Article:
The Supreme Court on Nov. 4 heard oral arguments in an immigration case that could have a dramatic impact on how many criminal aliens plaguing our communities finally get deported.
The case, Barton v. Barr, is complicated, in large part because the statutes involved are vague and subject to various interpretations.
That prompted Justice Stephen Breyer to comment during oral arguments that “it wasn’t a genius who drafted this.” But the decision that will be made by the court in interpreting these immigration laws will affect the lives and safety of Americans.
Under federal immigration law, a permanent resident alien who is here legally is “removable” if he is “inadmissible.” That is to say, he should never have been admitted in the first place because he met one of the factors listed in the statute (8 U.S.C. § 1182(a)), such as posing “a threat to the property, safety, or welfare of the alien or others.”
A permanent resident alien is also removable if he is “deportable” under another statute (8 U.S.C. § 1227(a)), which lists a series of disqualifying offenses, including violations of any “law of the United States.”
The attorney general has the discretion to cancel the removal of such an alien, but to be eligible for such cancellation, the alien has to show not only that he is statutorily eligible for such relief from the attorney general, but that he also deserves such favorable treatment.
The statutory requirement is that the alien has been “lawfully admitted for permanent residence for not less than 5 years”; has “resided” in the country “continuously for 7 years after having been admitted”; and that he has not been “convicted of any aggravated felony.”
What is at issue in the Barton case is the “stop-time rule.” The stop-time rule outlined in 8 U.S.C. § 1229b(d)(1) says that an alien’s “period of continuous residence” in the U.S. is “deemed to end” if the alien has committed any offense that makes him “inadmissible” or “removable.”
In other words, an alien has to be crime-free under the law during the seven-year period of continuous residence. That’s not asking very much of a would-be citizen or lawful permanent resident.
Andre Martello Barton is a Jamaican who was admitted to the U.S. on a tourist visa in May 1989. In 1992, he was granted permanent resident alien status. Four years later, in 1996, he was convicted in state court on three counts of aggravated assault, as well as first-degree criminal damage to property and possession of a firearm during the commission of a felony. This was followed up by more convictions in 2007 and 2008 for drug offenses.
In 2016, the Department of Homeland Security finally sought to remove Barton, and an immigration judge agreed that he could be removed because of his drug and weapon convictions.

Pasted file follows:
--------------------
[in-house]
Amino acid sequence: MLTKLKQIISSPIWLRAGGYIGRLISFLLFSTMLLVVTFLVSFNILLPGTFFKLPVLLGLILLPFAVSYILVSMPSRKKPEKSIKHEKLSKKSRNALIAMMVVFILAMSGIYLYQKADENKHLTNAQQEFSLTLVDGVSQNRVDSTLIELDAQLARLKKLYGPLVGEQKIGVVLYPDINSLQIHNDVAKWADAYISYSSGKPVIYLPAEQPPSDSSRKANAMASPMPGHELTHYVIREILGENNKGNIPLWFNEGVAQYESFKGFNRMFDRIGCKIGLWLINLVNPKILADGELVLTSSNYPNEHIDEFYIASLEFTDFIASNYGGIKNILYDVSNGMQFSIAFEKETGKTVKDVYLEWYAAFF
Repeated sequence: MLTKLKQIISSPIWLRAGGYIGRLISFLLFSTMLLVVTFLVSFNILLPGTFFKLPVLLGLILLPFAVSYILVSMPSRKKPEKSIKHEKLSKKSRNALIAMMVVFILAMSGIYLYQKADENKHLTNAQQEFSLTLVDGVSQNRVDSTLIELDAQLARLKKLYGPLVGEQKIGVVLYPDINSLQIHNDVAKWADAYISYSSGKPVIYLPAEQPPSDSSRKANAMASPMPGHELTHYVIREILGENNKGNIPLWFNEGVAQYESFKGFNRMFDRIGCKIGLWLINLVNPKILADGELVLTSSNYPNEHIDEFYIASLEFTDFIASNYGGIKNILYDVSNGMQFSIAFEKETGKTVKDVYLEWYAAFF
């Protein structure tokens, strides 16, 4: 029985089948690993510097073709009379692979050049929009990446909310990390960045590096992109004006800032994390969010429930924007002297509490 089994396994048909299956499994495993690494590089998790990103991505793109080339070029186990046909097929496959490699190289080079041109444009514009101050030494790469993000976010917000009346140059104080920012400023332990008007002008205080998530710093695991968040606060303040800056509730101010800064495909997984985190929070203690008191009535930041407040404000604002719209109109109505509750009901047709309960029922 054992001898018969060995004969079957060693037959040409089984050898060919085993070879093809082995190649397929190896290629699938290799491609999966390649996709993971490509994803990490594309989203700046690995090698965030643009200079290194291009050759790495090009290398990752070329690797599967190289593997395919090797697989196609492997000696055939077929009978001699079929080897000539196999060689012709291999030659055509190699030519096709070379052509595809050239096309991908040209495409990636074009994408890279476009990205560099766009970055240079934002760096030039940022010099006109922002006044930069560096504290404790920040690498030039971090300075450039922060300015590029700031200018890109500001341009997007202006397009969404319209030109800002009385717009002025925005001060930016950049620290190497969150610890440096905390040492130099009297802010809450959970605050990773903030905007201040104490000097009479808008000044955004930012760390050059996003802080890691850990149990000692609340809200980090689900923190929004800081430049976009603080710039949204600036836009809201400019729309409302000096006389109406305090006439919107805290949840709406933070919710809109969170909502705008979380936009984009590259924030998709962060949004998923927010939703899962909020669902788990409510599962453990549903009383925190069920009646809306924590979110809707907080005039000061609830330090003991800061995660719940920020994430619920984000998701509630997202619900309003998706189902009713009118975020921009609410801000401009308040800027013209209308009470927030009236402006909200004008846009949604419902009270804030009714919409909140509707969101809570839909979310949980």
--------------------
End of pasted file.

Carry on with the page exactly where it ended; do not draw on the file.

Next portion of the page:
When Barton applied for cancellation of his removal, the DHS argued he wasn’t statutorily eligible because he didn’t meet the seven-year continuous residence requirement due to his convictions for aggravated assault in 1996.
The DHS said the “stop-time” rule meant that his period of continuous residence ended in 1996, when he committed the aggravated assaults and firearms offenses.
Barton appealed to the 11th U.S. Circuit Court of Appeals. In what amounts to a highly technical argument about the wording in the applicable immigration statutes, Barton claimed that since he was not currently seeking admission to the U.S., he couldn’t be “rendered” inadmissible through the stop-time rule.
Barton also argues that the 1996 convictions did not trigger the stop-time rule because it is not referenced in Section 1182(a)(2) of the statute, and that he was convicted in July 1996, after the seven-year anniversary of his initial admission as a tourist.
The Court of Appeals rejected Barton’s arguments, and he appealed to the U.S. Supreme Court.
The high court should rule against Barton, too. As the 11th Circuit said, the stop-time rule’s “plain language forecloses” the interpretation that Barton and his lawyers are trying to push.
Further, if the Supreme Court rules against the government, it could keep thousands of dangerous aliens who have committed serious crimes, such as aggravated assault and using a weapon to commit a felony, in the U.S.
Congress obviously wanted criminal aliens like Barton, who endanger our communities, removed from the country. Although the statutes in play here may not have been written by “a genius” (or even a decent legal writer), their intent is clear.
A ruling for Barton would not just violate the text of federal immigration law, but the congressional intent behind those particular statutes.